I’m David Burkett, the developer of Grin++. I’ve been working with ecurrencyhodler, Charlie, and others for several months now to design a Mimblewimble extension block so that LTC users can have confidential transactions and more fungible money.
I spoke a bit about our progress at the LTC Conference last month, but for those who are unaware, we’ve published 2 new LTC improvement proposals (LIPs):
This describes extension blocks, and how they can be implemented and activated in LTC.
This is all about Mimblewimble on LTC.
After the conference, much has happened. The first big announcement is that the LTC Foundation has graciously decided to fund my efforts to implement the MW extension block, and to continue working on Grin++! More details about that will be announced shortly, but I want to thank you all for the opportunity.
Since that was announced, great progress has been made. On the Grin++ side, I’ve implemented payments via TOR. Mimblewimble requires interacting with the receiver to build a transaction collaboratively, so by using TOR for that interaction, we’re able to use familiar-looking addresses, a simpler set-up, and much better privacy.
Also, I’ve performed the first ever (AFAICT) pre-broadcast Mimblewimble CoinJoin. For those familiar with Mimblewimble, you may know that at the time transactions are included in a block, they are already joined with all other transactions in that block. The Achilles heel of mimblewimble privacy though, has always been that transactions are broadcast before they’ve had a chance to be joined with other transactions. That means nodes monitoring the network can see the original input-to-output links of most transactions. Sending a transaction directly to a CoinJoin server before broadcasting is one of many different techniques we can use to combat that.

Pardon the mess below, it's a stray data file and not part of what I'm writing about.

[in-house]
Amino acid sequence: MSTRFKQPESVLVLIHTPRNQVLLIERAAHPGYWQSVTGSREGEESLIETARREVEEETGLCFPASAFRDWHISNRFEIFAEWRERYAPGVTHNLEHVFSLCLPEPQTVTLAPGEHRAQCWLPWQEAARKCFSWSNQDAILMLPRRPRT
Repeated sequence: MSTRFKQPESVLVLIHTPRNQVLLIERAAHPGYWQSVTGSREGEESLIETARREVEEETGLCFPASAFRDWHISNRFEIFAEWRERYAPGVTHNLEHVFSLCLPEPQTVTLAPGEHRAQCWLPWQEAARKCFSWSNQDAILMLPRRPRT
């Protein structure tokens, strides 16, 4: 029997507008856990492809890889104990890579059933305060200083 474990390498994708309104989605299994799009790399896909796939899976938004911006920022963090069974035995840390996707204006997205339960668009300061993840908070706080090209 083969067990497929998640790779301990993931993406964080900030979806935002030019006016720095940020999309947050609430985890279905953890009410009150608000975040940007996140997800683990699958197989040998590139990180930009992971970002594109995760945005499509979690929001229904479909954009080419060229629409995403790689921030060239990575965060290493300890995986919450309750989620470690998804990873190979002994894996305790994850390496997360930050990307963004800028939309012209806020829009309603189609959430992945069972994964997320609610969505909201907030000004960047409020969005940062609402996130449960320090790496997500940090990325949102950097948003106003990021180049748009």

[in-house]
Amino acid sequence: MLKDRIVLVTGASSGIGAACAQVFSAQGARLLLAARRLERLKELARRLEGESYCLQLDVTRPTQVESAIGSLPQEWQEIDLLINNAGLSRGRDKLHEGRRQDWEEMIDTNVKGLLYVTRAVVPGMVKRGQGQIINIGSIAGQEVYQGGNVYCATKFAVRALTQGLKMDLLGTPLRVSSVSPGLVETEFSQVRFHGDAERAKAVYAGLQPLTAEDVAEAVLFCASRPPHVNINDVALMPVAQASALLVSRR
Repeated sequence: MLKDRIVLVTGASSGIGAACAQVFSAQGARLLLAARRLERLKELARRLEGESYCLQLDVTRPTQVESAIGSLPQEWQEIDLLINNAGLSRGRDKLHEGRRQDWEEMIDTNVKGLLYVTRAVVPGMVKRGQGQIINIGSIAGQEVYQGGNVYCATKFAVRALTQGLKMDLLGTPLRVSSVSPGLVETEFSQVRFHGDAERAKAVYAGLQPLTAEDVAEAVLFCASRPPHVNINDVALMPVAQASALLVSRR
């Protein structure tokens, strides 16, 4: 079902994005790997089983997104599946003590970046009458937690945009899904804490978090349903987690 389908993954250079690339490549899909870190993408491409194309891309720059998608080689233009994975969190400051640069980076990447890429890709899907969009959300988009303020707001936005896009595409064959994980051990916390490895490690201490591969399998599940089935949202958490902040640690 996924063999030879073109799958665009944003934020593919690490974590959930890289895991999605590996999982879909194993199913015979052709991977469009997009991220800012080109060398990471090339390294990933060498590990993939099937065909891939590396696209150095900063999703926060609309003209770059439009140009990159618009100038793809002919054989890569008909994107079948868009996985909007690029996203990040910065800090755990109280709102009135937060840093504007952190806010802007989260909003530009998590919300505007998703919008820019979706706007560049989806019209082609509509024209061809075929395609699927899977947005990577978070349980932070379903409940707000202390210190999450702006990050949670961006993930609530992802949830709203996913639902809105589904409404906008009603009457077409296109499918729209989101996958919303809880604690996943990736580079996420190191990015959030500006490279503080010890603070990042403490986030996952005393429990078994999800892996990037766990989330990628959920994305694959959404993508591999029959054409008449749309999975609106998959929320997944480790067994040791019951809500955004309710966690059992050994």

On the LTC side, I started by familiarizing myself with the existing code by completing the LTC Dev Training Session. This meant starting with the latest bitcoin source, and making all modifications necessary to get it to sync.
After that, I got to work re-designing the Grin++ codebase in a way that will allow LTC to reuse Grin++ with minimal modifications. The design is beyond the scope of this update, but I’ll formally write-up the design sometime over the next few weeks and link it here.
Going forward, I will be providing monthly progress updates to keep everyone in the loop on what progress has been made. They’ll likely be much more succinct than this one, but I thought it would be good to take a few extra minutes with this first update to let everyone know who I am, where we’re at, and set some expectations for the future.
Thanks for reading, and thanks again for all of your support!